Raj2796's Blog

February 18, 2010

When to use Vmware PVSCSI and when to use LSI Logic

Filed under: pvscsi,vmware — raj2796 @ 10:32 am

Now that the technology is officially supported by vmware, and we can expect to see a growth in the number of systems supported over the subsequent vmware updates, many of us are starting to use PVSCSI for all new vm’s. I’ve found it works fine with non offically supported OS’s, so long as you have the latest vmware tools installed (i have not tried netware yet though).

PVSCSI gives 12% more throughput and 18% less cpu use, thats enough of a gain to avoid having to upgrade your servers this year, added to thin provisioning and you can skip your storage upgrades, roll the money over and get something nice and shiny the following year.

It seems PVSCSI isn’t allways the best choice though, for heavy workloads its great, for lower workloads LSI is still champ. Vmware has a knowledgebase article on this which can summed upto :

PVSCSI – all else ( 2,000 IOPS + etc )
LSI Logic – less than 2,000 IOPS and issuing greater than 4 outstanding I/Os.

Vmwares knowledge base article:

Do I choose the PVSCSI or LSI Logic virtual adapter on ESX 4.0 for non-IO intensive workloads?
VMware evaluated the performance of PVSCSI and LSI Logic to provide a guideline to customers on choosing the right adapter for different workloads. The experiment results show that PVSCSI greatly improves the CPU efficiency and provides better throughput for heavy I/O workloads. For certain workloads, however, the ESX 4.0 implementation of PVSCSI may have a higher latency than LSI Logic if the workload drives low I/O rates or issues few outstanding I/Os. This is due to the way the PVSCSI driver handles interrupt coalescing.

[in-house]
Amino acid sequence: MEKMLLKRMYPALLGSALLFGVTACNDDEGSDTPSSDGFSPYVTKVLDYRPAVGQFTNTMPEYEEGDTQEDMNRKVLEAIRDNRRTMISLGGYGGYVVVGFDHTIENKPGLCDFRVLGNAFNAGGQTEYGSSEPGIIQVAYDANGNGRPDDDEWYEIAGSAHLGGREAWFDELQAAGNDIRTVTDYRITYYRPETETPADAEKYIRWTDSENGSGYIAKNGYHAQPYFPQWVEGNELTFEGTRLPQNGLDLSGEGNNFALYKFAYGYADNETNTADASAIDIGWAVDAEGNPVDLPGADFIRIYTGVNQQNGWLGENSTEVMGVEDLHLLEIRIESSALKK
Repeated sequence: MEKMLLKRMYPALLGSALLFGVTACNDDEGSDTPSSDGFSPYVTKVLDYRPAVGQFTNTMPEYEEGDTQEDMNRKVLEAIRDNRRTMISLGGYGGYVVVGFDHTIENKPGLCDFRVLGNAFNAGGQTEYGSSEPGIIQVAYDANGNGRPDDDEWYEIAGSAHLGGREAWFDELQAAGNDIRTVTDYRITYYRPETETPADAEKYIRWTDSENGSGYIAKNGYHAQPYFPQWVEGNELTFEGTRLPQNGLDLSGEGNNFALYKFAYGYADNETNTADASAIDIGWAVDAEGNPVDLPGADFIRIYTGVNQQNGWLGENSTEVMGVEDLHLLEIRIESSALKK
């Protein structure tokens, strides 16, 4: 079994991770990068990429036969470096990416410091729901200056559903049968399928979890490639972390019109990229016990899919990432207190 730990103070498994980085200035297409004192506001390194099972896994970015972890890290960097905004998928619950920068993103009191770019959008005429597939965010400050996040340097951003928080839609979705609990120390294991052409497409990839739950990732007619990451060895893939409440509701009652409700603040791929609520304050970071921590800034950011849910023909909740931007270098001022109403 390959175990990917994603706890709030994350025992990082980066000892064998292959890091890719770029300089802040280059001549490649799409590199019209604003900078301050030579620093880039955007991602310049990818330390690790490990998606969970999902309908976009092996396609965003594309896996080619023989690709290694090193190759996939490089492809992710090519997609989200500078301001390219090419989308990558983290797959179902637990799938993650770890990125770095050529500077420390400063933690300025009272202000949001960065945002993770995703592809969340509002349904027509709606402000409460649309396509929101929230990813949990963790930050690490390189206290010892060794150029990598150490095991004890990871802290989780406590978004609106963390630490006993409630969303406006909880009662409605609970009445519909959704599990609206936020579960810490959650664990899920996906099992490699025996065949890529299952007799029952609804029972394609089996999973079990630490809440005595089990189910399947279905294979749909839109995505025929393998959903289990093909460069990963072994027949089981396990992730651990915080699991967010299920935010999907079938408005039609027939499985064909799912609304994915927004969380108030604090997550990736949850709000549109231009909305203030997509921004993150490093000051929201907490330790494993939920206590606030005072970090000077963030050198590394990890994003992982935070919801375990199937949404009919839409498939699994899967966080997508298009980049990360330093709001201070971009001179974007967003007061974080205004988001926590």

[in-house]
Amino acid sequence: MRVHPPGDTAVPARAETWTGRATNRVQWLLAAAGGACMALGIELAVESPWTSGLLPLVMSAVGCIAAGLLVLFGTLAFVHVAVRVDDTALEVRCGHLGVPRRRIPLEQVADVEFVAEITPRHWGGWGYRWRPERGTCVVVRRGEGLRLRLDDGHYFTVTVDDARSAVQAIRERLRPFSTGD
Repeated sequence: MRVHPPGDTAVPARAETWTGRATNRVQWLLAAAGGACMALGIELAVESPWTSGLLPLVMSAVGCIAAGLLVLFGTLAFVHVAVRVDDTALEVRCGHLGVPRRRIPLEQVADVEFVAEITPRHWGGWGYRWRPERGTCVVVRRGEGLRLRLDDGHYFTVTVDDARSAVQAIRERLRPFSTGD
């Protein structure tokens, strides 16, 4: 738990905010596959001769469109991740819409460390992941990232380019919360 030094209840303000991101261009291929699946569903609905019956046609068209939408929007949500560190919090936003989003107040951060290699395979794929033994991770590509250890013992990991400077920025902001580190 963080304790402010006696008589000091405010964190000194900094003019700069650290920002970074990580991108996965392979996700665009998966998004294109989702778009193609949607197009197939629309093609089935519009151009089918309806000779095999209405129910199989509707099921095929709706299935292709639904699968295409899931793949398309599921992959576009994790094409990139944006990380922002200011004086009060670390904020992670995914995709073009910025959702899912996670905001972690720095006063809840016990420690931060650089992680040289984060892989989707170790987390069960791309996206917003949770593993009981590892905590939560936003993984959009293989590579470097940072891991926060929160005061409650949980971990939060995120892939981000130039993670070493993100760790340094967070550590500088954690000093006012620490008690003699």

One technique for storage driver efficiency improvements is interrupt coalescing. Coalescing can be thought of as buffering: multiple events are queued for simultaneous processing. For coalescing to improve efficiency, interrupts must stream in fast enough to create large batch requests. Otherwise, the timeout window will pass with no additional interrupts arriving. This means the single interrupt is handled as normal but after an unnecessary delay.

The behavior of two key storage counters affects the way the PVSCSI and LSI Logic adapters handle interrupt coalescing:

* Outstanding I/Os (OIOs): Represents the virtual machine’s demand for I/O.
* I/Os per second (IOPS): Represents the storage system’s supply of I/O.

The LSI Logic driver increases coalescing as OIOs and IOPS increase. No coalescing is used with few OIOs or low throughput. This produces efficient I/O at large throughput and low-latency I/O when throughput is small.

In ESX 4.0, the PVSCSI driver coalesces based on OIOs only, and not throughput. This means that when the virtual machine is requesting a lot of I/O but the storage is not delivering, the PVSCSI driver is coalescing interrupts. But without the storage supplying a steady stream of I/Os, there are no interrupts to coalesce. The result is a slightly increased latency with little or no efficiency gain for PVSCSI in low throughput environments.

The CPU utilization difference between LSI and PVSCSI at hundreds of IOPS is insignificant. But at larger numbers of IOPS, PVSCSI can save a lot of CPU cycles.

The test results show that PVSCSI is better than LSI Logic, except under one condition–the virtual machine is performing less than 2,000 IOPS and issuing greater than 4 outstanding I/Os.


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